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After earmarks ban, many
local projects are on hold

WASHINGTON — Gone for now are the likes of the taxpayer-financed teapot museum, or studies on the mating habits of crabs.

But also shelved are a project to help consolidate information about arrests in Brazos County, Texas, and staffing for two new shelters for abused women and children in Salt Lake City. A rural Wisconsin county will not be able to upgrade its communication system, and a road in Kentucky will not be widened next year.

Across the country, local governments, nonprofit groups and scores of farmers, to name but a few, are waking up to the fact that when Congress stamped out earmarks last week, it was talking about their projects, too.

Tensions are particularly acute in districts where new conservative lawmakers, many of whom criticized the practice of quietly inserting earmarks into spending bills, are coming face to face with local governments and interest groups who were counting on federal dollars to help shore up their own collapsing budgets.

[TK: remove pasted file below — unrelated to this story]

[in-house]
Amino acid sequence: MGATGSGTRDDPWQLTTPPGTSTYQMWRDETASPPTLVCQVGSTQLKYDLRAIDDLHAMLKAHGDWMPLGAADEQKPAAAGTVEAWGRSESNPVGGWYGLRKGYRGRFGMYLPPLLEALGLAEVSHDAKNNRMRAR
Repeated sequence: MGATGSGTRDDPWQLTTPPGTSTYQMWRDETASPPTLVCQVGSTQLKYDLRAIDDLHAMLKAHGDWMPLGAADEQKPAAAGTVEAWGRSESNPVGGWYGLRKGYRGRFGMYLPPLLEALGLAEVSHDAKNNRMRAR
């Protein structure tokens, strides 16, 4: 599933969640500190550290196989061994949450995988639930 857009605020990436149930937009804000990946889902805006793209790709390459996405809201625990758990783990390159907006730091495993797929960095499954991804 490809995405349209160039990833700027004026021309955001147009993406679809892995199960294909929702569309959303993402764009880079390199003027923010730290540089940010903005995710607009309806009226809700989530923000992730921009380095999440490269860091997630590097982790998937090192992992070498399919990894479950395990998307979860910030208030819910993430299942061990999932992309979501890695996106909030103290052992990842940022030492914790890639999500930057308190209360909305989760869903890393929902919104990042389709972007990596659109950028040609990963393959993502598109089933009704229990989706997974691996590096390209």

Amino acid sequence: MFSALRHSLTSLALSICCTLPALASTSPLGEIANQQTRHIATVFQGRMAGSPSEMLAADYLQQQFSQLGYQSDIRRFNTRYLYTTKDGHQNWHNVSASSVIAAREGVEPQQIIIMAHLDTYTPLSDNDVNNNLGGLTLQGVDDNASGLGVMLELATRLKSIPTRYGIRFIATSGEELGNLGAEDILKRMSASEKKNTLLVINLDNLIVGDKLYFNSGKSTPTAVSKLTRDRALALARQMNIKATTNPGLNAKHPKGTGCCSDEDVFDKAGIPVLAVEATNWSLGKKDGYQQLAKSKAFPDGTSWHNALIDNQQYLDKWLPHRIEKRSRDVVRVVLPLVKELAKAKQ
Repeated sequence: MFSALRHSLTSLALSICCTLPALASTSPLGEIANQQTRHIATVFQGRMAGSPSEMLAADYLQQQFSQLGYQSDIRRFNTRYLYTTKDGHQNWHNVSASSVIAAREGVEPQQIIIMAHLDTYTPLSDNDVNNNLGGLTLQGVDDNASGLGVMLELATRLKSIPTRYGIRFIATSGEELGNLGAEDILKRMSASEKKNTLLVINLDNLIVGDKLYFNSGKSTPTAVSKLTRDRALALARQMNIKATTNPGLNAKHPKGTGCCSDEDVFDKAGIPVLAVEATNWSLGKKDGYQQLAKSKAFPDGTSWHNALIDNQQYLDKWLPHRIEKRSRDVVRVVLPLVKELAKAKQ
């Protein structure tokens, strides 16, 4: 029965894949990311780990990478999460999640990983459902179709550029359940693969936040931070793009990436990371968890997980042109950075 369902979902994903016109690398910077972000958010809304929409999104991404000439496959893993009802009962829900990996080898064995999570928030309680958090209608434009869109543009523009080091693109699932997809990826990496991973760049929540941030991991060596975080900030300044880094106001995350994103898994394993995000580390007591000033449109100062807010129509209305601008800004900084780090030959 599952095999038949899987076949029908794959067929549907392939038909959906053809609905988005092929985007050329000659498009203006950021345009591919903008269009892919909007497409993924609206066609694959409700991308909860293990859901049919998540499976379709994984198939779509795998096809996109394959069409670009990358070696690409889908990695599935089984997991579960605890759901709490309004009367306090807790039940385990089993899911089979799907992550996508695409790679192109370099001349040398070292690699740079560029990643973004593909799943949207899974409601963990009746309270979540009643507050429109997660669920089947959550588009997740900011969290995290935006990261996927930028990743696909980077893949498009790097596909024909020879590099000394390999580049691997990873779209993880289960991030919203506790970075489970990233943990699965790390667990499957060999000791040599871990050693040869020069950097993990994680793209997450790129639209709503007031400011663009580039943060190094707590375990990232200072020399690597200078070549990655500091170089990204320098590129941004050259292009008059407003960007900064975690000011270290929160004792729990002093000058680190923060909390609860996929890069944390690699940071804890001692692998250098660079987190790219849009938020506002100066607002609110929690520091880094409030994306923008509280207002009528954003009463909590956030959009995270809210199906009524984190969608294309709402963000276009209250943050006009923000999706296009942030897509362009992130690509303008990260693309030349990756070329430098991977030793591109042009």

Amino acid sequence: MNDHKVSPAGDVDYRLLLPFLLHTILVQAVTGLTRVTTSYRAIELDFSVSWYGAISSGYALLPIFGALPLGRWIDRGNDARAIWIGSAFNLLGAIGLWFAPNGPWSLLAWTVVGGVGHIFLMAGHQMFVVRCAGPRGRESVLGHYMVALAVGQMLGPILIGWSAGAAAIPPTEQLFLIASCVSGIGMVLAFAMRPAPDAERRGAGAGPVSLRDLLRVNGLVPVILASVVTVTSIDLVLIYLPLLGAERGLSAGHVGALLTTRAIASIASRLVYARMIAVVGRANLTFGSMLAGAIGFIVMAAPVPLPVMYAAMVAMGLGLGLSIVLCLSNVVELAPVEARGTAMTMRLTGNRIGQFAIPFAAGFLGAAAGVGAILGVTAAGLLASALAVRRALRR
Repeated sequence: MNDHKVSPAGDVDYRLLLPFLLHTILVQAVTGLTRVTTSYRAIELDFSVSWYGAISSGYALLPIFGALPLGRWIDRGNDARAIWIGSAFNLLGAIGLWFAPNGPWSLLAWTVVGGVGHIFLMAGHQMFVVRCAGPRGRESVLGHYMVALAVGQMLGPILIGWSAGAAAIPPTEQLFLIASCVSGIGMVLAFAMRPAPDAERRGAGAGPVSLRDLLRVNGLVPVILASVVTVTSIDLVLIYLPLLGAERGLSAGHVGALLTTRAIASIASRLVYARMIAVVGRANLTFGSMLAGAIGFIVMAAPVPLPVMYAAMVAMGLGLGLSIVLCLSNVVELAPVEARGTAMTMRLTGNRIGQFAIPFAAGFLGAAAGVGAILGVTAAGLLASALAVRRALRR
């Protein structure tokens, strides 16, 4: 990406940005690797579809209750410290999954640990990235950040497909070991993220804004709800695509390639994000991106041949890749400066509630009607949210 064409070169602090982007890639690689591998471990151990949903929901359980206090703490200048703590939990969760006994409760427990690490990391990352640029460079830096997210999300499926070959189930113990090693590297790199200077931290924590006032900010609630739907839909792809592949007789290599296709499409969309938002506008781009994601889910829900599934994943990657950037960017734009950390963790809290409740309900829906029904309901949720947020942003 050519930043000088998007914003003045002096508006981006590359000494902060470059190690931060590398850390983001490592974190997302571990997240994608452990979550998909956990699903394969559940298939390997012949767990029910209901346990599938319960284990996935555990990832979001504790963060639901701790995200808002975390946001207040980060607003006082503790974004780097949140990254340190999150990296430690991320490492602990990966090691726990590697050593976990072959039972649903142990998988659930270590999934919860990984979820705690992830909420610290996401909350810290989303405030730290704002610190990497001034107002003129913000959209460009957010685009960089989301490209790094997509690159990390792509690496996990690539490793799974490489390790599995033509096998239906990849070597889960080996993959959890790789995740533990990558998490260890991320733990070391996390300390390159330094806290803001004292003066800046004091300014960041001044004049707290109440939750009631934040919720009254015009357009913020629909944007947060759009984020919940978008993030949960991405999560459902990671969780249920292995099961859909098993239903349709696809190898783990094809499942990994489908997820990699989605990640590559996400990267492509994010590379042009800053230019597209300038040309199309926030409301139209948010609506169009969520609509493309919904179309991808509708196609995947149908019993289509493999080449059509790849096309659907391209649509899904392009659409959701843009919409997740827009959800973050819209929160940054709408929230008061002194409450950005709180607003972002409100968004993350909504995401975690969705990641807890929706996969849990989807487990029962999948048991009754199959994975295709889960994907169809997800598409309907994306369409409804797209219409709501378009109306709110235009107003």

The issue is hardly limited to Republican districts. Democrats, led by President Barack Obama, also agreed to give up the practice. Last week, Sen. Daniel K. Inouye, D-Hawaii, the chairman of the Senate Appropriations Committee who has long cherished earmarks, announced they would be banned from this year’s bills.

$1 million prize for inventor of tracker of ALS progress

BOSTON — Tracking the inexorable advance of amyotrophic lateral sclerosis, the deadly neuromuscular ailment better known as Lou Gehrig’s disease or ALS, has long been an inexact science — a matter of monitoring weakness and fatigue, making crude measurements of the strength of various muscles.

This imprecision has hindered the search for drugs that could slow or block the disease’s progress. But now a neurologist at Beth Israel Deaconess Medical Center here has won a $1 million prize — reportedly the largest ever for meeting a specific challenge in medical research — for developing a reliable way to quantify the small muscular changes that signal progressive deterioration.

The winner, Dr. Seward Rutkove, showed his method could halve the cost of clinical trials to screen potential drugs for the disease, said Melanie Leitner, chief scientific officer of Prize4Life, the nonprofit group that created the competition.

The method does not provide a target in the body at which to aim drugs, nor will it help doctors better diagnose the disease. But Dr. Merit Cudkowicz, a professor of neurology at Massachusetts General Hospital and a chairwoman of the Northeast ALS Consortium, compared Rutkove’s discovery to the way magnetic resonance imaging expedited the development of drugs for multiple sclerosis.